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Dog Personalities

Similar to a human being the dog has numerous personality types within their species. This can alter the way in which you administer basic training considerably from dog to dog.

If you have an especially sensitive breed of dog, such as a Whippet or Golden Retriever, you will need to adopt a particularly calm method of dog training. If you are too assertive with these breeds you will gain absolutely nothing but a dog that has learnt how to be scared of you.

Throughout the canine world there are six main personalities of dog:

1. Strong-Willed
2. High Energy
3. Responsive & Intelligent
4. Shy, Sensitive & Insecure
5. Aggressive & Dominant
6. Calm & Easy-Going

If you were to take a breed group, say the Border collie, and study the individual dogs you will inevitably discover that each separate dog possesses a completely different personality to the next one. You can categorize most of them into particular personality types initially due to stereotyping of the breed as a whole.

So you would say most would be ‘members’ of personality types, two and three and you would probably be correct in your assumption. However there are some individual Border collies that might also be aggressive or very strong-willed along with their other types.

You need to be knowledgeable of the type of personality your dog has and then you can decide which kind of training to implement. An especially shy, sensitive and insecure dog requires lots of patience and understanding; you must not rush these dogs. You need to adopt a success and reward basic dog training programme for this particular personality type and definitely never display disapproval or inflict a punishment regime.

If your dog happens to fall into the fifth personality type, aggressive and dominant, then the training programme will be completely different again. You will have your work cut out for you with this particular personality type, which is not to say that it is impossible, just that you will have to work that extra bit harder than most.

The main issue with a dominant dog is the control, they will attempt to control you and not be controlled by you. They are generally very ’pushy’ with you. Perhaps your dog is always first through a door, first to pick its spot on ‘your’ bed and basically first in the queue for just about everything that occurs.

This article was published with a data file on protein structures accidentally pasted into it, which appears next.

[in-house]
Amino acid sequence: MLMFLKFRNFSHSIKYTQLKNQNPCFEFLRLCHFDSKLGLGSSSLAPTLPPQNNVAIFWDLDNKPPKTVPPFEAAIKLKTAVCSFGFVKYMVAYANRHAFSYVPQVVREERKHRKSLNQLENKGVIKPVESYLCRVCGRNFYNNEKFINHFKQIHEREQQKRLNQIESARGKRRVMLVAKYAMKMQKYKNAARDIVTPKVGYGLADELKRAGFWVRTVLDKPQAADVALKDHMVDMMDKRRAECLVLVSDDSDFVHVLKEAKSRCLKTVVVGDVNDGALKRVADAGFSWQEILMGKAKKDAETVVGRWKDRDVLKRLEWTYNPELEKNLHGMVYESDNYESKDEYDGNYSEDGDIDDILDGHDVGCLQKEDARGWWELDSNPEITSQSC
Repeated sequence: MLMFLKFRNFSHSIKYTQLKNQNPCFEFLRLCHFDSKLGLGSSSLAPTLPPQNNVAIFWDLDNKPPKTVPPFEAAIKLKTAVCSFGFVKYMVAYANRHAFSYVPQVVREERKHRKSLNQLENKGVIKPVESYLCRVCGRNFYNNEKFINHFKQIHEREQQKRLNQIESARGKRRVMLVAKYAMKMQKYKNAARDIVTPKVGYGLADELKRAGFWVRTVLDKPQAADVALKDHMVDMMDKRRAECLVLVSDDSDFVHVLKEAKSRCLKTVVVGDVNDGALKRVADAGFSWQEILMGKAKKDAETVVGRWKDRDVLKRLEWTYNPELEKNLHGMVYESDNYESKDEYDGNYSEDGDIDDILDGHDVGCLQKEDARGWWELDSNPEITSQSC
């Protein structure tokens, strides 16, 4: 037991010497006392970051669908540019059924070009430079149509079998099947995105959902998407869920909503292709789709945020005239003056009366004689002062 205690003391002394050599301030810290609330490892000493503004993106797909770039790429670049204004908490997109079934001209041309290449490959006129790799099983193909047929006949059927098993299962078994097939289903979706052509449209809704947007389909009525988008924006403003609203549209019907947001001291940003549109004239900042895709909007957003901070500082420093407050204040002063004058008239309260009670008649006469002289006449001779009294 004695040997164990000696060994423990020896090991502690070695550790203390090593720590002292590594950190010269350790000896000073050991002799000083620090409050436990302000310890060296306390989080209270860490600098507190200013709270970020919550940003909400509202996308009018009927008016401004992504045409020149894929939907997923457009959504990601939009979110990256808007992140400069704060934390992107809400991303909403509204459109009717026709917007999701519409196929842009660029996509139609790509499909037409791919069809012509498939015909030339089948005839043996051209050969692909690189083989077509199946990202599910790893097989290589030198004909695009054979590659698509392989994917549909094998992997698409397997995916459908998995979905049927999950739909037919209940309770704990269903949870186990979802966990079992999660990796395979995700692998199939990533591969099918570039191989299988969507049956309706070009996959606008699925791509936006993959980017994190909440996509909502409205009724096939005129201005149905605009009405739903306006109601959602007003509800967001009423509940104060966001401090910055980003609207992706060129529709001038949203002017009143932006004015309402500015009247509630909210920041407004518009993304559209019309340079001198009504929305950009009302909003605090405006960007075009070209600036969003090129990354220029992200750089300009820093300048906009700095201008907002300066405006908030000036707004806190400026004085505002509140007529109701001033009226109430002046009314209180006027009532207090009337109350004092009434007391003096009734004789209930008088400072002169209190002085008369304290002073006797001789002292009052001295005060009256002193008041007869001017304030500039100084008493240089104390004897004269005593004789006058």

This is what you need to change first; you need to turn the tables on your dominant canine friend.

Never permit your dog to jump on beds, laps or chairs as this will immediately bring him/her to your level and just reinforces your dog’s social ranking. If your dog attempts to initiate any kind of activity from or with you, even if it is just attention you must ignore him/her. Simply walk away and when you are ready, then call the dog to your side. You are then showing that you are in control, the activity is through your choosing and not through your dog demanding.

So there will always be a different training method for each varying dog personality. If you are at all unsure of your dog’s personality type I would suggest taking him/her along to classes as the trainer will be able to assist you in an assessment of your dog.

If you have an inclination that your dog is an aggressive, dominant type then please seek an individual, one to one session with a dog trainer. It is unfair on the other dogs within the group, along with being unfair on your own dog and the trainer to put a dog with dominant or aggressive tendencies into a normal training class.

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